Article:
Some argue that plant chemicals are useful for hormesis. However, this effect is redundant, and would be better achieved without the negative gut-damaging effects.
Instead, your body can achieve this through the following:
1. Infrared saunas
2. Cold plunging
Remember, animals that graze on grass can digest those nutrients in their stomachs, much different from our human stomachs. And we can absorb the nutrients from animals.
Plants do indeed contain some vitamins and minerals, although better absorbed and in more concentration from organs, meat, and fruit. And in addition, there are many nutrients in animal foods we CANNOT get from plants in appreciable quantities, such as creatine, carnitine, choline, biotin, anserine, taurine, K2, B12, riboflavin, B6, collagen, and peptides like BPC-157.
As mentioned previously, humans can undoubtedly eat just about every food group, including processed, man-made concoctions, but that doesn’t mean we thrive on this type of diet.
While humans as a species do live longer than ever before, we now suffer from certain illnesses to a degree never before seen in the past.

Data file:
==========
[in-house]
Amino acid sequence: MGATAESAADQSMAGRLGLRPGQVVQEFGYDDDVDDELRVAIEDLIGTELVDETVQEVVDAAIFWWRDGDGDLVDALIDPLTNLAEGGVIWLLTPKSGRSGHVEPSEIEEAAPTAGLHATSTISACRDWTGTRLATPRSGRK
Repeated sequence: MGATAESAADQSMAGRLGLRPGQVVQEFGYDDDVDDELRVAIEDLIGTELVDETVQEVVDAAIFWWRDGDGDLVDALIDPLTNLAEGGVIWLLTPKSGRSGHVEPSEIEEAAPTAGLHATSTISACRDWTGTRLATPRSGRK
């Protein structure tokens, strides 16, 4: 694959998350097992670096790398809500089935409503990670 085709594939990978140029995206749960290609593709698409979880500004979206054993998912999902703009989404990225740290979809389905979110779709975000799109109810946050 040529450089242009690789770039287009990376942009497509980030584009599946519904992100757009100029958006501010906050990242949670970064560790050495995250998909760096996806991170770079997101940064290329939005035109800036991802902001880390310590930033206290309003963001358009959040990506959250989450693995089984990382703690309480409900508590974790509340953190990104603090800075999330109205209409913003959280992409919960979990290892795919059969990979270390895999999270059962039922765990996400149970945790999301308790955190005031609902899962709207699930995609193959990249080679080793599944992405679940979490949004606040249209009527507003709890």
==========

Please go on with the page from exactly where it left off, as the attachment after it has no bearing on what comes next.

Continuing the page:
Examples are diabetes, obesity, and ailments such as hay fever that continue to climb. When populations around the globe started converting to agriculture around 10,000 years ago, regardless of their locations and what they were growing, a similar trend occurred: The height and health of the people declined.
On the advice of medical experts, we’ve eliminated most of the healthiest food in our diets, such as fatty red meat, pork, eggs, and bacon, and supplemented the fats with grains, fruits, fibers, vegetables, and plant oils. Despite following nutritional recommendations from the experts, we haven’t become healthier.